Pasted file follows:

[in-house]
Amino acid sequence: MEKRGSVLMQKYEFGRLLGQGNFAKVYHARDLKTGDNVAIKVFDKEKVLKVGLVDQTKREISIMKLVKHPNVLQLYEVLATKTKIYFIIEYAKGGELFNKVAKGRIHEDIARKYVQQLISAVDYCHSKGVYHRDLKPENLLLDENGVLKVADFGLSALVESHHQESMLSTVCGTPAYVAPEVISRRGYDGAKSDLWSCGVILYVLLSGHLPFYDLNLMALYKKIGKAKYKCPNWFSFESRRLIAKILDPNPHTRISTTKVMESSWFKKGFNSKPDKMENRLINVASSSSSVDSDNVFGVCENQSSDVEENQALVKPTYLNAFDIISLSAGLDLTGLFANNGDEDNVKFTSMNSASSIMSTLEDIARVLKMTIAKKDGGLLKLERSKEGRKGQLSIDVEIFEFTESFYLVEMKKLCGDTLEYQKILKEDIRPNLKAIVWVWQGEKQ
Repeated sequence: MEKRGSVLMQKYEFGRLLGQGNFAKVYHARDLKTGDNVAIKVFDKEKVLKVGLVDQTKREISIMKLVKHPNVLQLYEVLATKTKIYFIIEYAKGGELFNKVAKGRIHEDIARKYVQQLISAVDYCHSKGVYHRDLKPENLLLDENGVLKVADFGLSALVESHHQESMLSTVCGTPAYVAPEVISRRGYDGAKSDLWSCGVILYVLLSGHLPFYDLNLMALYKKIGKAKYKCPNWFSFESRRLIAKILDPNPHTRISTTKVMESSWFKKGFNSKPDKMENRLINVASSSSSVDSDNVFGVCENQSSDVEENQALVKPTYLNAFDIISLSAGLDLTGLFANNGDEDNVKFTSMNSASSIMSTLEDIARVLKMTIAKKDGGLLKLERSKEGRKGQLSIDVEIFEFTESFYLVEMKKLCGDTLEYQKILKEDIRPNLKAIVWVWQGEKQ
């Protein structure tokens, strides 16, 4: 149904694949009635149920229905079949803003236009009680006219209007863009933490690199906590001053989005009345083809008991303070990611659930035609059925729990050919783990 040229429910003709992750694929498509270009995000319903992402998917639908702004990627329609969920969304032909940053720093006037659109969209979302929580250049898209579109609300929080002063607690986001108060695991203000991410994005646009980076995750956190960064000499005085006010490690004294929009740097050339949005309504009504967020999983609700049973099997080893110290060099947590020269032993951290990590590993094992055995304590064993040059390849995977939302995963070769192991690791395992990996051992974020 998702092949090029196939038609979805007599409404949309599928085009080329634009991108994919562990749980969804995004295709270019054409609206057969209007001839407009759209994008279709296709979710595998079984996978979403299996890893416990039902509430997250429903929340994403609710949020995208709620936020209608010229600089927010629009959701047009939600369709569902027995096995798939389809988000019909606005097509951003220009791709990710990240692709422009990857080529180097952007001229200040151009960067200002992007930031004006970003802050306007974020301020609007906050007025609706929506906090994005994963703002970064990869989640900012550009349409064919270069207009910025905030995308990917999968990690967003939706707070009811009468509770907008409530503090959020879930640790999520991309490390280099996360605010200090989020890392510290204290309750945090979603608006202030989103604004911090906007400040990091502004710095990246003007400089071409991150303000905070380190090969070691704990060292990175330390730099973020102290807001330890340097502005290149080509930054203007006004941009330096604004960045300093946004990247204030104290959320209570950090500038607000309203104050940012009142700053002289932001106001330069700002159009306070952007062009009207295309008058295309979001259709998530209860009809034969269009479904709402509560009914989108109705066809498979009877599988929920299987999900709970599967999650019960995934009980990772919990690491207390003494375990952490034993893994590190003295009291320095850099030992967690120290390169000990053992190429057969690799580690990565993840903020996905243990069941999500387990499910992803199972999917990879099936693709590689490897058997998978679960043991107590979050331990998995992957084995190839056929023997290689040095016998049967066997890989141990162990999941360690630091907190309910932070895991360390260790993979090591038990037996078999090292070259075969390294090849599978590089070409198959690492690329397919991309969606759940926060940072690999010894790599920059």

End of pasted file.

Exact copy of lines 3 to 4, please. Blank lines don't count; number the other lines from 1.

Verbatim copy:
Repeated sequence: MEKRGSVLMQKYEFGRLLGQGNFAKVYHARDLKTGDNVAIKVFDKEKVLKVGLVDQTKREISIMKLVKHPNVLQLYEVLATKTKIYFIIEYAKGGELFNKVAKGRIHEDIARKYVQQLISAVDYCHSKGVYHRDLKPENLLLDENGVLKVADFGLSALVESHHQESMLSTVCGTPAYVAPEVISRRGYDGAKSDLWSCGVILYVLLSGHLPFYDLNLMALYKKIGKAKYKCPNWFSFESRRLIAKILDPNPHTRISTTKVMESSWFKKGFNSKPDKMENRLINVASSSSSVDSDNVFGVCENQSSDVEENQALVKPTYLNAFDIISLSAGLDLTGLFANNGDEDNVKFTSMNSASSIMSTLEDIARVLKMTIAKKDGGLLKLERSKEGRKGQLSIDVEIFEFTESFYLVEMKKLCGDTLEYQKILKEDIRPNLKAIVWVWQGEKQ
């Protein structure tokens, strides 16, 4: 149904694949009635149920229905079949803003236009009680006219209007863009933490690199906590001053989005009345083809008991303070990611659930035609059925729990050919783990 040229429910003709992750694929498509270009995000319903992402998917639908702004990627329609969920969304032909940053720093006037659109969209979302929580250049898209579109609300929080002063607690986001108060695991203000991410994005646009980076995750956190960064000499005085006010490690004294929009740097050339949005309504009504967020999983609700049973099997080893110290060099947590020269032993951290990590590993094992055995304590064993040059390849995977939302995963070769192991690791395992990996051992974020 998702092949090029196939038609979805007599409404949309599928085009080329634009991108994919562990749980969804995004295709270019054409609206057969209007001839407009759209994008279709296709979710595998079984996978979403299996890893416990039902509430997250429903929340994403609710949020995208709620936020209608010229600089927010629009959701047009939600369709569902027995096995798939389809988000019909606005097509951003220009791709990710990240692709422009990857080529180097952007001229200040151009960067200002992007930031004006970003802050306007974020301020609007906050007025609706929506906090994005994963703002970064990869989640900012550009349409064919270069207009910025905030995308990917999968990690967003939706707070009811009468509770907008409530503090959020879930640790999520991309490390280099996360605010200090989020890392510290204290309750945090979603608006202030989103604004911090906007400040990091502004710095990246003007400089071409991150303000905070380190090969070691704990060292990175330390730099973020102290807001330890340097502005290149080509930054203007006004941009330096604004960045300093946004990247204030104290959320209570950090500038607000309203104050940012009142700053002289932001106001330069700002159009306070952007062009009207295309008058295309979001259709998530209860009809034969269009479904709402509560009914989108109705066809498979009877599988929920299987999900709970599967999650019960995934009980990772919990690491207390003494375990952490034993893994590190003295009291320095850099030992967690120290390169000990053992190429057969690799580690990565993840903020996905243990069941999500387990499910992803199972999917990879099936693709590689490897058997998978679960043991107590979050331990998995992957084995190839056929023997290689040095016998049967066997890989141990162990999941360690630091907190309910932070895991360390260790993979090591038990037996078999090292070259075969390294090849599978590089070409198959690492690329397919991309969606759940926060940072690999010894790599920059």